Many systems change during the development process and sometimes afterwards. This also affects the interfaces. The design process must be prepared for these changes, as well as for new or changed requirements. The system architecture must therefore be designed in such a way that the changes that are accepted can be incorporated with as little effort as possible.
Contents of an interface specification
In a company, an interface specification should also exist for each interface. Either it serves as a container for references to the applicable standards or contains the proprietary details of the interface.
In general, it should be noted that all aspects that make up an interface must be found. This includes first and foremost the mechanical structure, followed by the details of substances and the respective quantities or the type of energy transmitted. The interfaces of information technology must also contain information on the protocol units.
Depending on the level of detail of the interfaces in the system architecture, different amounts of information are contained in a specification. In the order mentioned above (substances, energy, data), standards can also be referred to most readily. The more specific the information that an interface must transmit, the fewer standards exist for it. Here are three examples:
- For the specification of the PROFInet interface of one’s own system, only a minimum of effort is necessary, since the technology is largely known.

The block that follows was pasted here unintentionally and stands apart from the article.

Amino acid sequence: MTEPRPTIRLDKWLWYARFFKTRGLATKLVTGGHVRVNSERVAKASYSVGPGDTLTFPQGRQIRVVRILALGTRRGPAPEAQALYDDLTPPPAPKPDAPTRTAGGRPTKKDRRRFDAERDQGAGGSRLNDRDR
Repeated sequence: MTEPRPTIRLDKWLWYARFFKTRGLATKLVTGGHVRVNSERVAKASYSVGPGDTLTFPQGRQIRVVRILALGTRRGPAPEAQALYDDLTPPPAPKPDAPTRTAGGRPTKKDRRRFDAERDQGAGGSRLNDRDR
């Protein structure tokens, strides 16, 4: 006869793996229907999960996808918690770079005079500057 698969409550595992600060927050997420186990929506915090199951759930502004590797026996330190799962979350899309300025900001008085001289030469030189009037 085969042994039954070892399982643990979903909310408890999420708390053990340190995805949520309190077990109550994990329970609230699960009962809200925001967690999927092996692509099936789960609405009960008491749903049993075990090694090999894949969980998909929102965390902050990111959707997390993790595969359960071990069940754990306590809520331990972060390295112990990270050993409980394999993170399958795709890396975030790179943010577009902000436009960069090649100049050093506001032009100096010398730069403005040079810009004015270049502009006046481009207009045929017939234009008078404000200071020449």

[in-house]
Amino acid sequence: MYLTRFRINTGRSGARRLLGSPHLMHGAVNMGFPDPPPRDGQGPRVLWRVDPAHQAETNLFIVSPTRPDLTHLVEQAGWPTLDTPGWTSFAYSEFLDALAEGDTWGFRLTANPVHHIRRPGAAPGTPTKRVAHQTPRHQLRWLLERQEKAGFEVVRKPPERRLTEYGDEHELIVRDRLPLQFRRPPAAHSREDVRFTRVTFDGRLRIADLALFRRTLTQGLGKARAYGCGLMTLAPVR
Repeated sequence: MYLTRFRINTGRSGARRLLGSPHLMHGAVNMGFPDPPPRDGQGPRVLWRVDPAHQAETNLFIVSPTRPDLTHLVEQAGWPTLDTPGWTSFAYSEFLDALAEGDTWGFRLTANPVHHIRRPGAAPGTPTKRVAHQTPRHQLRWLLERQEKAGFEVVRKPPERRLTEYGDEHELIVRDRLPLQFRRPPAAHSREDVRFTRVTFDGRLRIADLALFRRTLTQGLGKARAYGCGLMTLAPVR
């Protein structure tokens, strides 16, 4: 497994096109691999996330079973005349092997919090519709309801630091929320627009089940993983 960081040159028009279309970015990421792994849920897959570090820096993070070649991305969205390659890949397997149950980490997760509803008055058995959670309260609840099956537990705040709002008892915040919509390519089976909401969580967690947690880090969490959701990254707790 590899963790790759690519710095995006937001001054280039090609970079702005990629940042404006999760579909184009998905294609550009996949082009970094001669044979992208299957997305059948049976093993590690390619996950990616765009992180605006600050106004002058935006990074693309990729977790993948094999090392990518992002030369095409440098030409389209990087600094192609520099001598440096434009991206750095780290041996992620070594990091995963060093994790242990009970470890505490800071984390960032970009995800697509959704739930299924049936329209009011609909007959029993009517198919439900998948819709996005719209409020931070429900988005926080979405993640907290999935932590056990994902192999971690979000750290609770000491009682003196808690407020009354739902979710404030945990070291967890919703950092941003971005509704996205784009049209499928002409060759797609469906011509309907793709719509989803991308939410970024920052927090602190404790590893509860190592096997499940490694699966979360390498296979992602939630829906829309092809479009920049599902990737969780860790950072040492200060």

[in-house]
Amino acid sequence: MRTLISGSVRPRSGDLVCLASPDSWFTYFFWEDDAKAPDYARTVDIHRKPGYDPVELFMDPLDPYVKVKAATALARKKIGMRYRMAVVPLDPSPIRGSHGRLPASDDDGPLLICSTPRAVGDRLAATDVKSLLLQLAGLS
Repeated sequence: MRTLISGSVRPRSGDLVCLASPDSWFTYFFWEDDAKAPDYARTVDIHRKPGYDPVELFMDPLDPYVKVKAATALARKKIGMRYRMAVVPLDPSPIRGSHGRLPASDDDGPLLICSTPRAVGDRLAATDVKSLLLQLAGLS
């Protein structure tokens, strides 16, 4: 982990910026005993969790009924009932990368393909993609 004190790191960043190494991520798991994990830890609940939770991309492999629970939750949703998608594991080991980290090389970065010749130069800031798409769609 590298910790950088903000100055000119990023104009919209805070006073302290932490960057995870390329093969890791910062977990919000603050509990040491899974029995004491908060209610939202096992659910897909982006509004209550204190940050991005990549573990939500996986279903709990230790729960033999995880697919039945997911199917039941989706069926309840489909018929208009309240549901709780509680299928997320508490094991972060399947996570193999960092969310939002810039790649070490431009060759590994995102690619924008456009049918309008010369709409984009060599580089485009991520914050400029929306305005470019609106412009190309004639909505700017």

- When reading out inverter data via Bluetooth, on the other hand, you have to reference the underlying BT standard and the profile used, and also describe the protocol units you have defined yourself.
- And when developing a new internal high-speed network for the exchange of process data, you must specify all the above-mentioned levels.
Developing a system without a suitable architecture is a risk you should avoid at all costs. Finding and specifying interfaces is especially helpful when it comes to encapsulating functions and modularising the architecture of the system. With good architecture and interface design, individual system elements can be replaced, corrected or improved later in the product life cycle. This supports purchasing in the selection of purchased parts, reduces testing efforts and lowers the risk of expensive misdevelopment in the long run.
Do you need help with systems engineering, creating a system architecture or writing customer specifications? Then take a look at https://bjoernschorre.de. There you will find more information about the mentoring programme in systems engineering and the creation of customer specifications.
Bjoern Schorre has published another article in the t2informatik Blog:
Dipl.-Ing. Bjoern Schorre is a GfSE-certified systems engineer and the operator of the Ingenieurbüro für Systems-Engineering. With 20 years of professional experience in various industries, he can analyse and optimise development processes as well as assist in the implementation of requirements specifications and architectures. Through his mentoring programme for systems engineering, he passes this knowledge on to medium-sized companies. Bjoern Schorre also helps with concrete topics such as the short-term creation of customer specifications for a new product.